These days, the internet is usually our first (and sometimes only) source for answers to our questions. A Google search for “how to housetrain a puppy” yields about 504,000 results. We are certainly not lacking for information! The tricky part is figuring out who and what to trust.
No one has to prove their competency on a subject before sharing their opinion on the internet. For some questions, taking the wrong advice is nothing more than an inconvenience, but when it comes to dog training and behavior, applying the wrong technique can have really bad consequences.
Becoming a dog trainer in the United States is not all that different than sharing an opinion on the internet: anyone can call themselves a professional and start dispensing advice.
Unfortunately, this leaves owners stuck with needing to know something about training before they know something about training. It’s up to them to determine the individual’s competency. This can be a daunting task when the reason you’re asking this question in the first place is because you’re not a professional and you need help.
Fear not! Here’s a step-by-step guide to finding a qualified individual to provide you with solutions.
(If you’re more of a DIYer, look for blog posts, podcasts and YouTube videos featuring the prominent trainers listed below).
1) Search your zip code on the Pet Professional Guild website. Members of PPG are committed to training techniques that do not involve pain, force, or fear.
2) If you can’t find a trainer through PPG, the next stop is the Certification Council for Professional Dog Trainers. Trainers listed on this site have passed a test that covers learning theory, ethology, husbandry and more.
*Although CPDT trainers agree to observe the Least Intrusive, Minimally Aversive protocol while training, the CCPDT Code of Ethics does not strictly prohibit the use of painful tools such as electronic collars. Hiring a trainer who has their CPDT is good, but hiring a trainer who has their CPDT and is a member of PPG is ideal.
3) Once you’ve located a name, check out their website. Look for information about their experience and training philosophy as well as any continuing education topics. Look for these phrases:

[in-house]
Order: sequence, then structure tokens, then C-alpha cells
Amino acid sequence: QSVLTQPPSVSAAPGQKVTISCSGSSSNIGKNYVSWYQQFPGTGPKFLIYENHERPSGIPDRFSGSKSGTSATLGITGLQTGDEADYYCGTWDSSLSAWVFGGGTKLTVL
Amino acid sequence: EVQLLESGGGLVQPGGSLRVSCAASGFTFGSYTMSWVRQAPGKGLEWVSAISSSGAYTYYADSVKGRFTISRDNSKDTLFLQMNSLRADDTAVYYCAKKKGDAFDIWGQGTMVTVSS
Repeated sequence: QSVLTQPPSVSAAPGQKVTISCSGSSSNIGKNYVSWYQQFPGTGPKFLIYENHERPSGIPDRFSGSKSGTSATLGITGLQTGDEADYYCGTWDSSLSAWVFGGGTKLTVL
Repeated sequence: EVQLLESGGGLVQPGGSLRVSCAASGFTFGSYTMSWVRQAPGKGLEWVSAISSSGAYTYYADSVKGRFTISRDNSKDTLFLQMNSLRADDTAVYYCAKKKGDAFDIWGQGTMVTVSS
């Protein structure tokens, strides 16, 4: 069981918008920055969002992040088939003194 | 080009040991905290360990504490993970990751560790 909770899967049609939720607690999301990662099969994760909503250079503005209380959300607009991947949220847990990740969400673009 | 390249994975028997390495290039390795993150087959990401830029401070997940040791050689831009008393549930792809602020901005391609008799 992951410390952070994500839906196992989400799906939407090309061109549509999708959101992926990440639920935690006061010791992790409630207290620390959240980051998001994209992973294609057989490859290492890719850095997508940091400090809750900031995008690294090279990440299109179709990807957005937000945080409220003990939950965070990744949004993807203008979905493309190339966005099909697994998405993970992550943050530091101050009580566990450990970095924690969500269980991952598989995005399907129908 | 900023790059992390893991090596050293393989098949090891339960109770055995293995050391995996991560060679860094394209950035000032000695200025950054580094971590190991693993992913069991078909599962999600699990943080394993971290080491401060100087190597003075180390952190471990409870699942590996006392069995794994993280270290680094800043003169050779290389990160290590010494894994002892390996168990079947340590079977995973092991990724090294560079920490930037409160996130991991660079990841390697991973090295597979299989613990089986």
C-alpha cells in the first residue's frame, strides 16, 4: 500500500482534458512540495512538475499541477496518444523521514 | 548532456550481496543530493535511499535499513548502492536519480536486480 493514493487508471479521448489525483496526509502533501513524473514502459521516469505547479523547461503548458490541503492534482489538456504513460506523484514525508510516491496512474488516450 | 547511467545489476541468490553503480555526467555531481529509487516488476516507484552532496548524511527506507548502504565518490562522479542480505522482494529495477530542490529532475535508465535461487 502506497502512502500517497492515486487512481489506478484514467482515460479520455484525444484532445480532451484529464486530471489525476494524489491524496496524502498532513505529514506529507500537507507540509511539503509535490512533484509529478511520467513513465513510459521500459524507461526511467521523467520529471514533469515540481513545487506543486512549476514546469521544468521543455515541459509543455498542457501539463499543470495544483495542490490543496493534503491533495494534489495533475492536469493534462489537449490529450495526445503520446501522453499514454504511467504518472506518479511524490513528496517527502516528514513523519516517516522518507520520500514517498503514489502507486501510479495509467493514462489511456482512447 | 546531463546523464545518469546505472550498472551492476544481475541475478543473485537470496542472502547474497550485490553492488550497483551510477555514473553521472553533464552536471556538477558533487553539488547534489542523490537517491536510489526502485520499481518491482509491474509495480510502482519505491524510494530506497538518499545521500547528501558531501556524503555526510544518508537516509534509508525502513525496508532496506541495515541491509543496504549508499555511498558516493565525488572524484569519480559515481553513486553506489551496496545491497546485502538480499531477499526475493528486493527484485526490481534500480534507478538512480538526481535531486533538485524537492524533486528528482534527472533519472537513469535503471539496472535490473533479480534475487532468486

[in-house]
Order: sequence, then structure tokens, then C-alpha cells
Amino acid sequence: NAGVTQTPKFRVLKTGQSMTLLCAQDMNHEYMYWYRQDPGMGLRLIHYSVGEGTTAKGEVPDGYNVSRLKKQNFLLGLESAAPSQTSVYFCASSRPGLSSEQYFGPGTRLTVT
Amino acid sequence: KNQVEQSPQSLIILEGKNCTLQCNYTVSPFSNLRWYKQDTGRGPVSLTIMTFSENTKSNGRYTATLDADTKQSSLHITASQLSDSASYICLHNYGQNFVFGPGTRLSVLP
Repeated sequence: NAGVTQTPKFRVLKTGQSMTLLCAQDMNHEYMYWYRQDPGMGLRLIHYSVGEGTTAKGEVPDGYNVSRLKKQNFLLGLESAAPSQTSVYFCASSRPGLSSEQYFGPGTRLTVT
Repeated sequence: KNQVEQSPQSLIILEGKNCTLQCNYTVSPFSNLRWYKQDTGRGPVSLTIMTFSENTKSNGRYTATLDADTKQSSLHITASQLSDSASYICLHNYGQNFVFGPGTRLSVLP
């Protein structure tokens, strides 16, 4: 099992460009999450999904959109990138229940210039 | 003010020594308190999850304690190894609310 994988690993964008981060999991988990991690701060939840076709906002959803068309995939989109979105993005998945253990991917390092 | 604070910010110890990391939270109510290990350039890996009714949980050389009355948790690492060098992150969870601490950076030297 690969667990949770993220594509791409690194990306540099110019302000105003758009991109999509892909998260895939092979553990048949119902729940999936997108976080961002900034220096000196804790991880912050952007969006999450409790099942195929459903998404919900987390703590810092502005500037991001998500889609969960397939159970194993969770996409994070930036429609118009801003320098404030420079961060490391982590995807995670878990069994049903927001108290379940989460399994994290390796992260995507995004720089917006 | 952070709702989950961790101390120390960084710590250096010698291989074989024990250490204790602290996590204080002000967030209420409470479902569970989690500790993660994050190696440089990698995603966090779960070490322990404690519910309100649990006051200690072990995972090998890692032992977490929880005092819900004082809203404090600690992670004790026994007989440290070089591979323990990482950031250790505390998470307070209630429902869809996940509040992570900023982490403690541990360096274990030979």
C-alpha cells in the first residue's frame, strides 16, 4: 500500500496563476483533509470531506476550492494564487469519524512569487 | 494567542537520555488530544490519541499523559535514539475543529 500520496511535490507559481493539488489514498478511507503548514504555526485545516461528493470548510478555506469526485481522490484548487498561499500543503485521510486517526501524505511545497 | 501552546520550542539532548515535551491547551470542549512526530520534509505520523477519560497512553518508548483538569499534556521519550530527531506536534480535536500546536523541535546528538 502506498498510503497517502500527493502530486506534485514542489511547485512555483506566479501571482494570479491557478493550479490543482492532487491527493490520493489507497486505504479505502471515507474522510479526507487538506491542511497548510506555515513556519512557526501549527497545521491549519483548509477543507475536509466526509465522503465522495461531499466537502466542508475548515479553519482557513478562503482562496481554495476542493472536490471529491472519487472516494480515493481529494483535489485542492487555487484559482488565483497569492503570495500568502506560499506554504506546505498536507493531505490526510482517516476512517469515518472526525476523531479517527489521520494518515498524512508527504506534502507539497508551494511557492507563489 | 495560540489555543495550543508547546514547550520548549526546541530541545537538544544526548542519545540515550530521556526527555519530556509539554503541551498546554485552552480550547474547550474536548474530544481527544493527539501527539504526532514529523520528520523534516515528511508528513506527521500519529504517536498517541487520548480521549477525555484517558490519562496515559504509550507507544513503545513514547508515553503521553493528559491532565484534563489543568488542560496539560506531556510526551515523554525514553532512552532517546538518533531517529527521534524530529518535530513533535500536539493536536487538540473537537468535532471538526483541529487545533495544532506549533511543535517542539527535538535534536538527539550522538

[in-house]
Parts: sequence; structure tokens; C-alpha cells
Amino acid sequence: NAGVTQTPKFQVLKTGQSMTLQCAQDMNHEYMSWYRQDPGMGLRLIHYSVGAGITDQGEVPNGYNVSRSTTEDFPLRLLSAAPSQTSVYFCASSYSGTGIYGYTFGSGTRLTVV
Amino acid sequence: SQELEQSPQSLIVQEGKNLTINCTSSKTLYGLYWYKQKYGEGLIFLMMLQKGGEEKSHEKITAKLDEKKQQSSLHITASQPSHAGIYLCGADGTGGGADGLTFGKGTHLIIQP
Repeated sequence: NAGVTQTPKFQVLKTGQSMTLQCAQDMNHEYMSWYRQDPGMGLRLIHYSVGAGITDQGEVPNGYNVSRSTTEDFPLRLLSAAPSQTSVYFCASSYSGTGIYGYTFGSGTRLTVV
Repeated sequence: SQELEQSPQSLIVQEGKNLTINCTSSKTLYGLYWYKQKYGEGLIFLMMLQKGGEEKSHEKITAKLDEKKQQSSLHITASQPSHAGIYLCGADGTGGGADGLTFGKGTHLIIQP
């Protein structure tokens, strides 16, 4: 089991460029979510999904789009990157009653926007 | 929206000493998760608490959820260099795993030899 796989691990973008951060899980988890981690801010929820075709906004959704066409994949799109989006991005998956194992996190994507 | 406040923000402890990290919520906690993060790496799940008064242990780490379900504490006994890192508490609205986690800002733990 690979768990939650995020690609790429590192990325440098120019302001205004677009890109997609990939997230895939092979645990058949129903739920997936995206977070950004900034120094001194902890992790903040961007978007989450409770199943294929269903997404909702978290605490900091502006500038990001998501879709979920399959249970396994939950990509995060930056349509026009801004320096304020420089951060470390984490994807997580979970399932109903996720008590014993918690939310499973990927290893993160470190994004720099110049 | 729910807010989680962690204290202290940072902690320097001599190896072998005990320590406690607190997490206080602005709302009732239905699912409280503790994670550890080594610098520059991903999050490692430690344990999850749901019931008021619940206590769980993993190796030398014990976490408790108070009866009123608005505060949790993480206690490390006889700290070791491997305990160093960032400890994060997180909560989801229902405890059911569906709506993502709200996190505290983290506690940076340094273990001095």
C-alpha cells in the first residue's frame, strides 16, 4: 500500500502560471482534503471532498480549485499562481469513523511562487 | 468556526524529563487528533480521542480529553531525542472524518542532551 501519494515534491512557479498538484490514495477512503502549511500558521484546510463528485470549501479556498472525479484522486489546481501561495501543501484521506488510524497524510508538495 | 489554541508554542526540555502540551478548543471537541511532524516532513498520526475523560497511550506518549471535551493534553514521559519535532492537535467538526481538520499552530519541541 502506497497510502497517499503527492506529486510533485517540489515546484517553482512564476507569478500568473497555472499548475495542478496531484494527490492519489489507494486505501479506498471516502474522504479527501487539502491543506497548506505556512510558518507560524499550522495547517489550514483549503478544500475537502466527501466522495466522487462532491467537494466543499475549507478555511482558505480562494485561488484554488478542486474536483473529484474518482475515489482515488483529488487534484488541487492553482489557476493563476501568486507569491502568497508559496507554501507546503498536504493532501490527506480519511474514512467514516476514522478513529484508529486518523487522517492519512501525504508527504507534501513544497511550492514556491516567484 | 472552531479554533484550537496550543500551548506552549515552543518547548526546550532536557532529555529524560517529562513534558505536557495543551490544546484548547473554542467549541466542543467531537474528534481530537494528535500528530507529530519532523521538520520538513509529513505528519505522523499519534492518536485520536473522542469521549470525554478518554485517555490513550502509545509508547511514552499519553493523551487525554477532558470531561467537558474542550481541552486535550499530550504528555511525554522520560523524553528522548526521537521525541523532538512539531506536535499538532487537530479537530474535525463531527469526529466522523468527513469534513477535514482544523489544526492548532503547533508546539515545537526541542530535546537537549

Least Intrusive Minimally Aversive (LIMA)
If the trainer mentions other prominent trainers as mentors, teachers, or inspiration, that’s even better! Pat Miller, Ken Ramirez, Chirag Patel, Karen Pryor, Suzanne Clothier, Susan Garrett, Patricia McConnell, Hannah Brannigan and Dr. Ian Dunbar are all great names to see.
These phrases are red flags:
4) Lastly, look at photos on the website. Images showing choke/training chain collars, prong collars or electronic collars on dogs should immediately disqualify the trainer from the search. These tools use pain and fear to teach and are not necessary.
Sometimes the preliminary research gives you enough information to know the trainer is qualified to help you and your dog, but sometimes you need to dig a little more via email, phone call, or Consultation. Here are some questions to ask:
1) What happens if my dog does something wrong?
A qualified trainer will talk about setting the dog up for success to minimize your dog’s failures.
An unqualified individual will talk about physical corrections, verbal scolding/reminders, or other punishments.
2) Which learning theory quadrants do you use for training?
A qualified trainer predominantly uses positive reinforcement and negative punishment.
An unqualified individual is either unfamiliar with learning theory, OR uses primarily positive punishment.
If the trainer you’re talking with cannot use the scientific names for how they train, that’s a red flag.
3) Do you provide guarantees for training sessions?
Qualified trainers know that it is unethical to give behavior guarantees (it is forbidden for CPDT trainers)
Unqualified individuals may promise that your dog will be able to do X, Y, Z behaviors within so many sessions or weeks.